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SECURE Act: New Part-Time Eligibility Rules for 401(k) Plans

Legal Updates

Key points

  • The new Setting Every Community Up for Retirement Enhancement (SECURE) Act, effective this year, broadens eligibility requirements for 401(k) plans.
  • Previously, part-time employees who worked fewer than 1,000 hours per year were excluded from such plans.
  • Under the new rules, long-term, part-time employees who work at least 500 hours in three consecutive years (and have attained age 21) must be allowed to participate in 401(k) plans.
  • The addition of part-time eligibility does not nullify the 1,000 hours per year rule. It also does not require matching requirements by employers for any level of employee participant.

On December 20, 2019, the SECURE Act was signed into law, generally effective as of January 1, 2020. We have previously described key SECURE Act provisions. This Alert discusses the new 401(k) plan eligibility requirements for long-term, part-time employees effective for plan years beginning after December 31, 2020. 

How did the rules work before the SECURE Act became law?

Previously, 401(k) plans could exclude part-time employees working fewer than 1,000 hours per year. Generally, a plan could impose a waiting period of up to one year before an individual became eligible to participate. For plans that defined years of service based using an hours-of-service definition, “one year” of service meant 1,000 hours in a year. Thus, part-time employees who worked fewer than 1,000 hours per year were excluded from the plan.

How do the rules work under the SECURE Act?

Under the SECURE Act, 401(k) plans must also allow participation by long-term, part-time employees who work at least 500 hours in three consecutive years (and have attained age 21). Thus, part-time employees who traditionally were excluded because they have never completed a year of service (i.e., 1,000 hours) will now be eligible. 

Does the SECURE Act nullify the 1,000 hours of service per year rule?

No. 401(k) plans must now have dual eligibility requirements. An employee can become eligible for the plan by fulfilling either: (a) the one year of service requirement (1,000 hours of service in one year), or (b) the three years of service requirement (at least 500 hours of service for three consecutive years).

Are employers required to make matching or other employer contributions on behalf of part-time employees who become eligible under the new three-year rule?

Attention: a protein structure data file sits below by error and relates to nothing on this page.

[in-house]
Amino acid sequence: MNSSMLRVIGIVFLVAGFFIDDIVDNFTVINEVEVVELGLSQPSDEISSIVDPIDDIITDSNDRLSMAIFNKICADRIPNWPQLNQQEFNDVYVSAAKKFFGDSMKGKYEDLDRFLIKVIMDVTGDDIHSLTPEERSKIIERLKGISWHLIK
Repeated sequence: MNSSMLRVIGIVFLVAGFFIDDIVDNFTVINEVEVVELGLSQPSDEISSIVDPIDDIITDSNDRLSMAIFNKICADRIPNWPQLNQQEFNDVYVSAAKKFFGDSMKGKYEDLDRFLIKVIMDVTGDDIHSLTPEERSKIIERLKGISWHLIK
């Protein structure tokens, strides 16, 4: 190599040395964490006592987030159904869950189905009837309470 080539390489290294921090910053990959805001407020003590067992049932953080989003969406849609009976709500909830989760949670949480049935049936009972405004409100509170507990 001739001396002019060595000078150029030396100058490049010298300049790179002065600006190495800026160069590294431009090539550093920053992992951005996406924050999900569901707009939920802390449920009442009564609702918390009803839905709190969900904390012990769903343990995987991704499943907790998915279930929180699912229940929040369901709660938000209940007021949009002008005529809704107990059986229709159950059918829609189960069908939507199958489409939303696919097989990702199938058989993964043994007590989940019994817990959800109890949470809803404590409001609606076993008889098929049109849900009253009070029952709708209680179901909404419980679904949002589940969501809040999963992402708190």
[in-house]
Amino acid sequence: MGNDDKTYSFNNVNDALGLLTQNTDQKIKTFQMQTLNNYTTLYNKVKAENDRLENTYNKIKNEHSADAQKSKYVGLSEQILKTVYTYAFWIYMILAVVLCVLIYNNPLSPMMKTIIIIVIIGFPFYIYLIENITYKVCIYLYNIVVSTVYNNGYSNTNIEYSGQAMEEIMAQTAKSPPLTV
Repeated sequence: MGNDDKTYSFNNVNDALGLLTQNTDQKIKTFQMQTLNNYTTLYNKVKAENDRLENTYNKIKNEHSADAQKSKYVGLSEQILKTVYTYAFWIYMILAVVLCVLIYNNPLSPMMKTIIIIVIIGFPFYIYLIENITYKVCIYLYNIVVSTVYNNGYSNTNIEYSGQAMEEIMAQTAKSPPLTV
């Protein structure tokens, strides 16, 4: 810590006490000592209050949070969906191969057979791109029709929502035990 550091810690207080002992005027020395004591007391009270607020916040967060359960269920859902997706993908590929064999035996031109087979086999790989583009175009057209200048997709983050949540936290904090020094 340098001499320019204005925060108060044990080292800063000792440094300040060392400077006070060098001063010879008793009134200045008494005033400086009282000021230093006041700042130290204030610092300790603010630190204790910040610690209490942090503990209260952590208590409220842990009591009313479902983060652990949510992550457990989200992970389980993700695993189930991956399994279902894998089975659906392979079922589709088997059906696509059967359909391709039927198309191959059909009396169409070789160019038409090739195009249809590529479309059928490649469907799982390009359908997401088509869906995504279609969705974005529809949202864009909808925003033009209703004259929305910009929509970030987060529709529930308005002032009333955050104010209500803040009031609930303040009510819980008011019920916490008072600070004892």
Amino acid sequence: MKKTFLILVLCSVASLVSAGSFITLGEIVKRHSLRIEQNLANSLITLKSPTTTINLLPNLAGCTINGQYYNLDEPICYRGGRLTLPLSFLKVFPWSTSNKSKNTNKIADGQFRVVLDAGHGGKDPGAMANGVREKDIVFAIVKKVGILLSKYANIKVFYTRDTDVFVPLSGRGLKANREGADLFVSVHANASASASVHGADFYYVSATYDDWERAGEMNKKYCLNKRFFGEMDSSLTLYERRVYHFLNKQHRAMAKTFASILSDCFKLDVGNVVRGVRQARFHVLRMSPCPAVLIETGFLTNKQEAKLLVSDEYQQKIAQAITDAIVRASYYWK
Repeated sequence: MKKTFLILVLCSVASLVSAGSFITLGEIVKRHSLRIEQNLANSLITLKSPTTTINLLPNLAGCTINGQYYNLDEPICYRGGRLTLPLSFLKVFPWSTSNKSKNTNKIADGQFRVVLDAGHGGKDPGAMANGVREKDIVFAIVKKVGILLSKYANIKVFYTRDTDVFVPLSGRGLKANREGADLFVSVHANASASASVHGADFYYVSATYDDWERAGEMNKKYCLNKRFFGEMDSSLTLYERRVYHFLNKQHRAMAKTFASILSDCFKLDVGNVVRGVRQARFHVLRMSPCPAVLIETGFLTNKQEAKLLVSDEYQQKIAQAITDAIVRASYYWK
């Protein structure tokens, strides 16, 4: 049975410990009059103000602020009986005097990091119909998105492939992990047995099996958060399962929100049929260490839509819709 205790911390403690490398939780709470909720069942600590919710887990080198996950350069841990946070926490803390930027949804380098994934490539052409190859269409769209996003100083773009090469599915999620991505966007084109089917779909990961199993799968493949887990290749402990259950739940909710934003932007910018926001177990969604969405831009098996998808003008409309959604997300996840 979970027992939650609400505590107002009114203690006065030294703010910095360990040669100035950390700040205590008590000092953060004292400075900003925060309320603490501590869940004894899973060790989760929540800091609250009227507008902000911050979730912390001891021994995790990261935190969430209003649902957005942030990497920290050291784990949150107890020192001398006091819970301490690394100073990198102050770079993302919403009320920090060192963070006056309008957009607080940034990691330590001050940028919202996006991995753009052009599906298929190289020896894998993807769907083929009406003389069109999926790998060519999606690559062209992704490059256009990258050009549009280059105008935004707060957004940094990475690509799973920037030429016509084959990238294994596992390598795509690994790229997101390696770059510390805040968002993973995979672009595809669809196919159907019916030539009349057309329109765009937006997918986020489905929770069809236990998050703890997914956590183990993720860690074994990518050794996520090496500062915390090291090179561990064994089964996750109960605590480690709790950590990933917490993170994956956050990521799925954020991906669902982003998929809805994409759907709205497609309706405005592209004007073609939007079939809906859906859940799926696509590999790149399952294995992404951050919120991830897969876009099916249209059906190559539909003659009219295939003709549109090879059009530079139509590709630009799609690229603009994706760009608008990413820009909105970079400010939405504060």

No. Employer matching and other contributions are not required for employees who become eligible for a 401(k) plan under the new three-year rule. However, if an employer chooses to make contributions to these employees, then for vesting purposes, a “year of service” must be a 12-month period during which the part-time employee earned at least 500 hours of service (and not the traditional 1,000 hour rule). The SECURE Act provides relief with respect to nondiscrimination and top-heavy testing for these part-time employees. 

When do we need to amend our 401(k) plan? 

The new three-year rule is generally effective for plan years beginning after December 31, 2020. While service during plan years beginning prior to 2021 is not required to be taken into account for eligibility purposes, it is not clear when a plan must begin counting service for vesting purposes. Further guidance from the Internal Revenue Service is needed on this point. Therefore, plan administrators should track part-time employee hours in 2020 for purposes of meeting the new rules. As a general rule, plans will need to be amended by December 31, 2022 (for calendar year plans). We are closely following the SECURE Act and will apprise you of key developments.

Contact us

If you have questions about the SECURE Act 401(k) participation rule and the implications for your business or you require an assessment of your employee benefits programs, please contact Patricia Martin, Molly Callender Hobbs or any member of our Employee Benefits & Executive Compensation team.


Patricia L. Martin

Senior Counsel